Wall Street vs. Tech Billionaires Over Climate

In a major report on where resources should be focused over the next decade to combat global warming, Goldman Sachs has essentially dissed many tech billionaires who think the way to make money and solve the climate problem is to invest in young and unproven but promising technologies.

In a strange war between Wall Street and Silicon Valley, Goldman has shrugged off nuclear power, hydro, biofuels, tidal generation and offshore wind power and instead is suggesting investments in solar panels, land-based wind power, LED lighting and electric autos. The analysts feel this group of four technologies are not only quickly scalable but competitive, as well as have the ability to shift carbon levels rapidly. Goldman predicts the four technologies will become a $600 billion market in five –10 years.

At the same time, Bill Gates, Jeff Bezos, Mark Zuckerberg, Jack Ma and Vinod Khosla announced the Breakthrough Energy Coalition to help governments fund basic research and early-stage technologies for new, not established, energy ideas. The Breakthrough Energy Coalition is focusing on novel ways to generate electricity and store it, transmit it more effectively, and increase the energy efficiencies in agriculture.

On his blog, Gates wrote: “The renewable technologies we have today, like wind and solar, have made a lot of progress and could be one path to a zero-carbon energy future, but given the scale of the challenge, we need to be exploring many different paths — and that means we also need to invent new approaches.” Gates himself has committed $1 billion over five years to fund creative clean energy concepts.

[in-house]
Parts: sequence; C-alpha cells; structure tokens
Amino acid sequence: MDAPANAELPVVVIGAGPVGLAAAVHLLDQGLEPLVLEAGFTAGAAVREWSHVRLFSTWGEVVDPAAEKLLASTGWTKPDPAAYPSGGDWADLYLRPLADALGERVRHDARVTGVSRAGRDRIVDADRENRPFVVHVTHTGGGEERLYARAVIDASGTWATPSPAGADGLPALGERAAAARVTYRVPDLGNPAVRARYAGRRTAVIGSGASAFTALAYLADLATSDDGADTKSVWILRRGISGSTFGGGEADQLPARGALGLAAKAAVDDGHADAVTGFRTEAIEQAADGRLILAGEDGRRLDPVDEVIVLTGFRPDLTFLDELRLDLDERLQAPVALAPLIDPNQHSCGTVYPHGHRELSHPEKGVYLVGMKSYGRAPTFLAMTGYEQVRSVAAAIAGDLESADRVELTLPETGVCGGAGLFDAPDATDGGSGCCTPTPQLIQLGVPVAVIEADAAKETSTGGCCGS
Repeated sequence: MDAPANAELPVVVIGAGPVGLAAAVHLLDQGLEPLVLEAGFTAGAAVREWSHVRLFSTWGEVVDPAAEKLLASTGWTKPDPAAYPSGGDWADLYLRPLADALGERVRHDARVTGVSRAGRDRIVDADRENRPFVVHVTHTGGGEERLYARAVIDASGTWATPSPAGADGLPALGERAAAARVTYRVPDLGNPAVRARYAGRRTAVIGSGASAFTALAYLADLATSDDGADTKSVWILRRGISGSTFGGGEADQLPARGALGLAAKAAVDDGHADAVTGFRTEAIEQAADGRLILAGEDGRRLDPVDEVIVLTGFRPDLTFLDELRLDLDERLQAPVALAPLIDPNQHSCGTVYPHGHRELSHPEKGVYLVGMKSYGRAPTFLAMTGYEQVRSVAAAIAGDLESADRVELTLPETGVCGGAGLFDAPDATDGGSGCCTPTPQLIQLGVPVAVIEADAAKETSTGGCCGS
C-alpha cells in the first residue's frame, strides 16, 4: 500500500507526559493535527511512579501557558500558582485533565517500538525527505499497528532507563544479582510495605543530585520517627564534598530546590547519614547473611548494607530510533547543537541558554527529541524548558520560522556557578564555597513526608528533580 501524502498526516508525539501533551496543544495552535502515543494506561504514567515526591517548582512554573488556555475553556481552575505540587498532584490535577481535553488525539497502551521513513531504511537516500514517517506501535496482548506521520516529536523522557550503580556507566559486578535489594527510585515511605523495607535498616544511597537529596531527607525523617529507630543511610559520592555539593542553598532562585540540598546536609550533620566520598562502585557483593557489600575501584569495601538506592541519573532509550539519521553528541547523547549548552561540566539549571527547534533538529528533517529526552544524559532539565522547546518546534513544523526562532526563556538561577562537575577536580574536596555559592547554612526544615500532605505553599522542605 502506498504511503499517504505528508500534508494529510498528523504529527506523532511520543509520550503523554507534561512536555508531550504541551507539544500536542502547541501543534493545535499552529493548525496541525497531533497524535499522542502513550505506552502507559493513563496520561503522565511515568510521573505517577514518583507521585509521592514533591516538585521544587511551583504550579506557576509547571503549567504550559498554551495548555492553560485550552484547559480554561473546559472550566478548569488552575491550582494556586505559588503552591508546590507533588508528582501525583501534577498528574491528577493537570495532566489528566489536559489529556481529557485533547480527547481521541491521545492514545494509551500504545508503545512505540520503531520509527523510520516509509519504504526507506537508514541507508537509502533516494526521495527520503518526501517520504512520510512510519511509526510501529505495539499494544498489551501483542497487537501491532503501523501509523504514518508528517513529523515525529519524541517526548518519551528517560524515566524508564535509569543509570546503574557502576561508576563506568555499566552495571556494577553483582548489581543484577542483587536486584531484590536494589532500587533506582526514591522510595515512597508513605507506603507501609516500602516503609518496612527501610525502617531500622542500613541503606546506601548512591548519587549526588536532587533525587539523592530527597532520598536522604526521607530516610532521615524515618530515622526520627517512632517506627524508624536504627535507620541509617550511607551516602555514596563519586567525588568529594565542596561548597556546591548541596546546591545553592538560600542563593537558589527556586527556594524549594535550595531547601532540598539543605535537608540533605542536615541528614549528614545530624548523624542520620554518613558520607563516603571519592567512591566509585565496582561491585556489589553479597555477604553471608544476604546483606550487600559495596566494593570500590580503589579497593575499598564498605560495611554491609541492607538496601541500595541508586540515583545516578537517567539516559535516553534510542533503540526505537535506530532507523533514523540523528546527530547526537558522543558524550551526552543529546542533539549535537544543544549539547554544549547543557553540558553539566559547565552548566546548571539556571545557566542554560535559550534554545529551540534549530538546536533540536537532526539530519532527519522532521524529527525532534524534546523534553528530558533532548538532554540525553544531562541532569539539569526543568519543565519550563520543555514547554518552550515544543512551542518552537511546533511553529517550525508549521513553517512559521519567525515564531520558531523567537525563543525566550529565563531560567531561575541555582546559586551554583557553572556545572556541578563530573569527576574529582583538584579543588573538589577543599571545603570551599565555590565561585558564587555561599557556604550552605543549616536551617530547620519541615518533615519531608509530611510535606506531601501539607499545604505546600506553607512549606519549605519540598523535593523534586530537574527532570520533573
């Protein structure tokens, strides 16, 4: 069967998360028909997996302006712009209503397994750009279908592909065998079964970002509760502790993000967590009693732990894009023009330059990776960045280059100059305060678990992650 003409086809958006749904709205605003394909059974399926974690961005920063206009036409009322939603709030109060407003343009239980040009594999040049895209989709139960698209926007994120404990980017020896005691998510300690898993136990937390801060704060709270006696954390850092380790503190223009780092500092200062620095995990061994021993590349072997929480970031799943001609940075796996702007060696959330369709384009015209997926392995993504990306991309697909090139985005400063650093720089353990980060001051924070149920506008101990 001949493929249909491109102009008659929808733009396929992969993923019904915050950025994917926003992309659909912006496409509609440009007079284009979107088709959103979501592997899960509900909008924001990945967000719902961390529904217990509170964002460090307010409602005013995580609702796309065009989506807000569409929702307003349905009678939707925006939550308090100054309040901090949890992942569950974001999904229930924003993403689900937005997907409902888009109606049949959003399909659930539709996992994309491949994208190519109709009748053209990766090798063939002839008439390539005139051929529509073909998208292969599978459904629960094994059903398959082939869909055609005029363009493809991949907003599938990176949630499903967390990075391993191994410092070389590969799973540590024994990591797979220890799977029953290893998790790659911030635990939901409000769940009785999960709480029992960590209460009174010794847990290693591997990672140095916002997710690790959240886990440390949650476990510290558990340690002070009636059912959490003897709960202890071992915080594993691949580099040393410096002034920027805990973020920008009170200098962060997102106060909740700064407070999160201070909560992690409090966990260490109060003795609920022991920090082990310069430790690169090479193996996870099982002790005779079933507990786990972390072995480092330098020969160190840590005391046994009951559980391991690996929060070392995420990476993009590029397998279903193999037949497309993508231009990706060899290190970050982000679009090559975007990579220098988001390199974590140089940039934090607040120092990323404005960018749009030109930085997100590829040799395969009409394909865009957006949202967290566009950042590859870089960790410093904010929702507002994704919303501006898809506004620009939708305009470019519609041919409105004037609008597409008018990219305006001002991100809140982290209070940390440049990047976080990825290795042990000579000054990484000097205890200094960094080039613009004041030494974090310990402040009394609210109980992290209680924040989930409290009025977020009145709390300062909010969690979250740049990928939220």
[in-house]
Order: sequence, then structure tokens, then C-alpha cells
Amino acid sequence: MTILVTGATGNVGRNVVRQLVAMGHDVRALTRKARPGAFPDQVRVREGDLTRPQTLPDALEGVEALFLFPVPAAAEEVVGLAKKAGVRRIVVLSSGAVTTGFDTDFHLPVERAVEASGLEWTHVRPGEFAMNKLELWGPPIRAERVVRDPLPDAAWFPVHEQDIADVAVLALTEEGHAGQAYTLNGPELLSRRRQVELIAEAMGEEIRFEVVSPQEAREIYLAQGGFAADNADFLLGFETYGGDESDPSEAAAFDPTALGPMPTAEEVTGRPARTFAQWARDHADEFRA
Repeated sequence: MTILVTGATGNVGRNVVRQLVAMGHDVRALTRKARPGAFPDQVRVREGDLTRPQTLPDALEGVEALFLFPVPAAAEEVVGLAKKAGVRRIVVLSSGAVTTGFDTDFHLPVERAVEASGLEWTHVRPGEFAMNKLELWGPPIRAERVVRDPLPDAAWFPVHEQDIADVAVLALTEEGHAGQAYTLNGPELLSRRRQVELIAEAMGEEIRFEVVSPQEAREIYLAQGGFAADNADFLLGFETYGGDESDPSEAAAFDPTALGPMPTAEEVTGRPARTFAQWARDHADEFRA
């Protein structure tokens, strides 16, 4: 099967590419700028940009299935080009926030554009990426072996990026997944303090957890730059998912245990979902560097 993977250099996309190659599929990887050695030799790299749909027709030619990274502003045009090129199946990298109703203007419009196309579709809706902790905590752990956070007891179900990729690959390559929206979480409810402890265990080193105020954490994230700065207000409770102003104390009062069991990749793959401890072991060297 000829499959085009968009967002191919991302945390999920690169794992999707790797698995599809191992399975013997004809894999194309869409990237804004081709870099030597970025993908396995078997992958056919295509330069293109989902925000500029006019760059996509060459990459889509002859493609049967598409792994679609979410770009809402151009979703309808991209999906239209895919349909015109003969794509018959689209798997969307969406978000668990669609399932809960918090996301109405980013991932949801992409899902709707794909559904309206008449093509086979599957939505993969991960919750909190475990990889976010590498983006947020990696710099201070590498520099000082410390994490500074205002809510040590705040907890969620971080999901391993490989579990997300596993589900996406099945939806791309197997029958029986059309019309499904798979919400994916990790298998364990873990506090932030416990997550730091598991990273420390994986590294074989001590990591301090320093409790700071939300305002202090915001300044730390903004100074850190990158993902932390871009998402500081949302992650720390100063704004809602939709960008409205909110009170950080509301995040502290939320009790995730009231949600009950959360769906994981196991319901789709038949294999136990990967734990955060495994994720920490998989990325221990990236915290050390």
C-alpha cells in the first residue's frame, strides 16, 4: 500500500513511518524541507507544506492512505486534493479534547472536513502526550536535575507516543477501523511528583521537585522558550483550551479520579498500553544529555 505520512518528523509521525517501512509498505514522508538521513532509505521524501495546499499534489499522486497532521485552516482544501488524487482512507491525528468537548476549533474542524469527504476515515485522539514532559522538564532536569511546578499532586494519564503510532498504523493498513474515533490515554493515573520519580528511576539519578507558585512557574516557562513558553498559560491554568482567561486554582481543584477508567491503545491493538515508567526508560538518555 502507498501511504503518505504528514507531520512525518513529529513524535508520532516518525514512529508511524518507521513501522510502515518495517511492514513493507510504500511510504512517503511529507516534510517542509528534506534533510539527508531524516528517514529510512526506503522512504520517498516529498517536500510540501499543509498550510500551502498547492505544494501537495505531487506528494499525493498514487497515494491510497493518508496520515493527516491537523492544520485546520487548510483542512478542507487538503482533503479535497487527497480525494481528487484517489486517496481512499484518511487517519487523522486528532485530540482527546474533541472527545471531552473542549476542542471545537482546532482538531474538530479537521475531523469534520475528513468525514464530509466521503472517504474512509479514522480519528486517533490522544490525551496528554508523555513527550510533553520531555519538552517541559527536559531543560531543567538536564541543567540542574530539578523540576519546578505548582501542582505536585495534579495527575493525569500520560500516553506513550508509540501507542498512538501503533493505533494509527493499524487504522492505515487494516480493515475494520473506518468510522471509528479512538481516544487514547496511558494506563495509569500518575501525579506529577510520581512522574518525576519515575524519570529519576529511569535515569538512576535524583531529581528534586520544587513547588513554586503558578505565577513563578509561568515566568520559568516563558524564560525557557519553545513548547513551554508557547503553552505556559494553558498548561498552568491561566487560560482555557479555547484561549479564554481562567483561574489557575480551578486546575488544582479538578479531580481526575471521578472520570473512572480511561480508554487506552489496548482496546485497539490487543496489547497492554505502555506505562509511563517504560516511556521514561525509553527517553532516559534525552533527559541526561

Although more than half of all new power plants constructed in 2015 use renewable sources and nearly two-thirds of all investment in energy production was in renewables, the International Energy Agency (IAE) still says the world is headed to at least a 2.7-degree Celsius temperature rise, well above the 2-degree mark at which many scientists say our weather will turn chaotic. Whether Wall Street’s way or Silicon Valley’s way, more has to be done sooner, insists the IAE.

A windmill generator at an environmental exhibition in Quito, Ecuador

A windmill generator at an environmental exhibition in Quito, Ecuador. Many smaller nations are converting to wind faster than more developed nations.

Goldman analysts appear to be less focused on long-term nuevo-tech solutions than they are on where money is more likely to flow in the next decade.

In the report, they expect “wind and solar to account for over half of new installations in electricity generation capacity by 2025. In energy terms, this now puts the phenomenon of solar PV and onshore wind on par with U.S. shale oil production.”

A study from MIT also released at the same time — just before the Paris summit — suggests Goldman is correct in betting that the biggest gains against carbon release will come from wind power and solar. The MIT study predicts solar generation will increase 500% by 2030 and wind 300%.

To your health and wealth,

Stephen Petranek
for The Daily Reckoning

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